Kyle Searcy: Reverend Adrenaline

Are you feeding off activity or are you clothing yourself in obedience?
Are you feeding off activity or are you clothing yourself in obedience? (iStock photo )

Have you ever "heard from God" or "felt led" to do a specific action or make a particular decision? I recently had an experience that revealed that I have sometimes thought I was hearing from God but I was actually hearing from a different source.

One Saturday morning, I ended up in the emergency room, a few days before I was to leave for a trip to Honduras. I began to feel feverish, so I slowed my hectic schedule a bit until eventually I had no choice but to lie down. Vacillating between chills and being overheated, I cocooned under a very thick blanket and went to sleep. I awoke at 3 a.m. with sweat pouring out of my body. I tried to make it to the kitchen to get water, but fainted before I could make it there. As I passed out, I had a sensation of floating away.

According to my son, my wife dove onto the floor and began declaring, "the blood of Jesus," over and over. Immediately I popped out of my stupor and became conscience again. They gave me some water and then the paramedics arrived. All my vital signs were good but they advised I go to the emergency room just to be safe. The hospital found nothing other than that a virus had attacked my body and advised that I rest.

I rested the remainder of that Saturday and by Sunday morning I felt a bit more strength. I went to church and preached in the second of our two services. After preaching I felt positively great! In fact, I couldn't believe how good I felt. I regretted giving the first service to my assistant, thinking I should have done both.

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Additionally, I deeply regretted canceling the trip to Honduras. I picked up the phone about to tell my invitees that I now could come to minister. As I was starting to make the call, a thought faintly rose in my spirit: "Are you sure you want to fly off to another country while you have a virus?" My response was, "Sure, I feel great." Another thought broke in: "Do you really think your decision is wise?" After considering this second question, I decided not to go to Honduras. It was a wise decision as I spent the next several days recovering from severe physical weakness.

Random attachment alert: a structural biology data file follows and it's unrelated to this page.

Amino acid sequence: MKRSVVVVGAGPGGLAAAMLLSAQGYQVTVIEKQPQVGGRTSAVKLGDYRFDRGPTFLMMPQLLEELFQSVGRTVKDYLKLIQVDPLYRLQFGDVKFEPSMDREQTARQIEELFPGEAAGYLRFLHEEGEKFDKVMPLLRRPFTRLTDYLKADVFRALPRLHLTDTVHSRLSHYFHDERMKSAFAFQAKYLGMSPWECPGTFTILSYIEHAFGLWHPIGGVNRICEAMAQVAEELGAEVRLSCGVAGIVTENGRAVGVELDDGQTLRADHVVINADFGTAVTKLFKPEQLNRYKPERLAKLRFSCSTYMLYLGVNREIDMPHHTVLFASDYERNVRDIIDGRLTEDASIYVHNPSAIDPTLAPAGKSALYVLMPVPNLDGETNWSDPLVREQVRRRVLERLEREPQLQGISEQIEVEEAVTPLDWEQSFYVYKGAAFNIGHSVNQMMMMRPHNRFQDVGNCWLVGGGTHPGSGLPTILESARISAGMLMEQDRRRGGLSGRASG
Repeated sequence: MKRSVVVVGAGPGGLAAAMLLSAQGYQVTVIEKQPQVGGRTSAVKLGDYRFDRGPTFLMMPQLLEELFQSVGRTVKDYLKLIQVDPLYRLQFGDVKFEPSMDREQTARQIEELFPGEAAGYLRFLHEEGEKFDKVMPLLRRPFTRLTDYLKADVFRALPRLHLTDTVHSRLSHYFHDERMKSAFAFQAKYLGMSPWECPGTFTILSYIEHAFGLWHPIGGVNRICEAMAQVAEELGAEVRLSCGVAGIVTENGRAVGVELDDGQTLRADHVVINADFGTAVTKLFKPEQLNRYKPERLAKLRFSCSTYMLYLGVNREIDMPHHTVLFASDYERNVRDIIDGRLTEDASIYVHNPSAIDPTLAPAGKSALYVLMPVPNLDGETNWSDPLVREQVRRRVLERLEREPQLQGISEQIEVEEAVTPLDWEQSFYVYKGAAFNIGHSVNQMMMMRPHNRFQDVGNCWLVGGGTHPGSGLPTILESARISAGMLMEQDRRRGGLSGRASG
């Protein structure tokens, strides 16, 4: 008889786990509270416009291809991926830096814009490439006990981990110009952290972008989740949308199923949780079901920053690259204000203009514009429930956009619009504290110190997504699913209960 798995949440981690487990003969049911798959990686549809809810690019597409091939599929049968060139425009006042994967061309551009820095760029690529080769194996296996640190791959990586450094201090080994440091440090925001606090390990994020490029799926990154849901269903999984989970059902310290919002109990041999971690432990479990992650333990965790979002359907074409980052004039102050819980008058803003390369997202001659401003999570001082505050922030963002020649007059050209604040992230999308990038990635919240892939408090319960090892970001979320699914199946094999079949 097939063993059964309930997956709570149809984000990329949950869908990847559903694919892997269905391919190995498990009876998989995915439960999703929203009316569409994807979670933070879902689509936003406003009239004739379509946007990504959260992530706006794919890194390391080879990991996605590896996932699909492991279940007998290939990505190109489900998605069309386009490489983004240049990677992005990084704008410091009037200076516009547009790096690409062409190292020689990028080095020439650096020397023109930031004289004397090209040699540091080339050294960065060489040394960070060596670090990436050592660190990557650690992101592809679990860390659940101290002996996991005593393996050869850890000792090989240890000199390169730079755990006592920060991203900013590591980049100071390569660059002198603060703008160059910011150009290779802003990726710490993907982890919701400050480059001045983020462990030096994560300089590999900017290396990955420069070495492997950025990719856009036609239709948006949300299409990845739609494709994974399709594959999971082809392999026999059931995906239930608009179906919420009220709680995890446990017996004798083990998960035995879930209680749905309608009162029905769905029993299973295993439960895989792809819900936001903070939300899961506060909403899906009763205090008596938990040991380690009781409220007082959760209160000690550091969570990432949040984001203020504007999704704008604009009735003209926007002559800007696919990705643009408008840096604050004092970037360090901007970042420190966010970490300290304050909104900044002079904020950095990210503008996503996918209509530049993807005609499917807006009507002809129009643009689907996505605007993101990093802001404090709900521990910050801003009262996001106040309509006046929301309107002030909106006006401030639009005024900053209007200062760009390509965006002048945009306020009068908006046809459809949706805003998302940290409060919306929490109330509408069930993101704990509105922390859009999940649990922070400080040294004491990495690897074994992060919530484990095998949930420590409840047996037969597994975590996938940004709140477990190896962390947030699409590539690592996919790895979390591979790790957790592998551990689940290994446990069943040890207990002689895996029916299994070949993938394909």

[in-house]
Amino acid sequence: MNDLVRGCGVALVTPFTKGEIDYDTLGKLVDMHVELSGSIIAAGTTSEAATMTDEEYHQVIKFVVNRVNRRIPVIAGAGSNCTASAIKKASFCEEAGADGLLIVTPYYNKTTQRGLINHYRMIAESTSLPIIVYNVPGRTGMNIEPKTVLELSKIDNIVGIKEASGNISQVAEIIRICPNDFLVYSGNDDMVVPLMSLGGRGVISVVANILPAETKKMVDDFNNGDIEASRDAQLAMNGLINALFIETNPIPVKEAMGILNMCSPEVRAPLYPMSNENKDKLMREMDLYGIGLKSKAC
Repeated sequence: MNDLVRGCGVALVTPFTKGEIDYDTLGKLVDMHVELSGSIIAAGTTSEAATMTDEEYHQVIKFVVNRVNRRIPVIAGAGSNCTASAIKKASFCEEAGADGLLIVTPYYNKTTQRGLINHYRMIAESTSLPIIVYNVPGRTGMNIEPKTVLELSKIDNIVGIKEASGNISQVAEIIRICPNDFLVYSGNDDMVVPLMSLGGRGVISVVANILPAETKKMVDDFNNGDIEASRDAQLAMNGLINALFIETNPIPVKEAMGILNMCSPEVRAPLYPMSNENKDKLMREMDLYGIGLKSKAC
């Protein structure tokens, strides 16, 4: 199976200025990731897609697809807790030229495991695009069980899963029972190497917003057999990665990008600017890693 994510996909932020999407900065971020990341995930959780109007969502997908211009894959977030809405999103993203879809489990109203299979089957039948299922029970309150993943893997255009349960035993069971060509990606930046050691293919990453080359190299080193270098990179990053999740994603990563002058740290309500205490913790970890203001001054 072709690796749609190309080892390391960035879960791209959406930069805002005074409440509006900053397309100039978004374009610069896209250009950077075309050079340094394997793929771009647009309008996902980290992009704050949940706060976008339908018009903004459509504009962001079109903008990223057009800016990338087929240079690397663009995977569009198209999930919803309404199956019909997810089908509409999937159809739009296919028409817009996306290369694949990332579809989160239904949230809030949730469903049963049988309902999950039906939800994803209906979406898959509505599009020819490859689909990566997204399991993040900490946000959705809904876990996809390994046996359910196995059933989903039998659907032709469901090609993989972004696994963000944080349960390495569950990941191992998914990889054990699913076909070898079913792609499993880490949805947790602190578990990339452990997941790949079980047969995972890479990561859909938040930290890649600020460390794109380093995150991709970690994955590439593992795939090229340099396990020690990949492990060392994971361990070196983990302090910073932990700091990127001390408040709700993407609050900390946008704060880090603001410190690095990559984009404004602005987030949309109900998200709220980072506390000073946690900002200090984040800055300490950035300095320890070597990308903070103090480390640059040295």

Something bothered me about this whole incident. I wondered why I was so ready to go overseas when common sense should have prevailed. Having realized my error, I was ready to be a student and when the student is ready, the Teacher appears. God began to instruct me about a fundamental mistake I had made, not just this time but also several other times. There had been situations when I thought I was hearing from God, but I was actually hearing from my own adrenaline.

The chemical adrenaline is a powerful stimulant. Also known as epinephrine, adrenaline is a hormone secreted by the adrenal glands, located in the kidneys. When a situation arises that poses a threat, the signal is sent from the brain to respond to the situation by either fighting or taking flight. The adrenaline gland responds, sending the hormone into the blood stream. This provides energy so that the muscles can respond to the threat. Substantiated reports describe how a mere-100-pound woman can lift the back of a car off her child. Adrenaline (and perhaps a few angels) has hastened to perform this feat of unusual strength.

Adrenaline affects multiple organs to collectively react in a coordinated effort. The liver, the heart, the lungs and the skin are chemically altered to intensify the ability to respond. The intensity produced in the organs and muscles deliver an emotional "high" that can last during the situation and our response, as well as for a short time after the event is over.

This feeling is what runners often feel when they break through "a wall" and push past their tiredness into what feels like a second wind. Living on adrenaline can be exhilarating for those people who break through any glass ceiling that has prevented them from reaching their goals.

The mistake I had made so many times is that I cultivated a directional grid based solely on "feeling led." If I felt led by God, I determined to proceed. If I did not feel led, I did not move forward. My challenge was that if I felt good about something I perceived I was being led by God.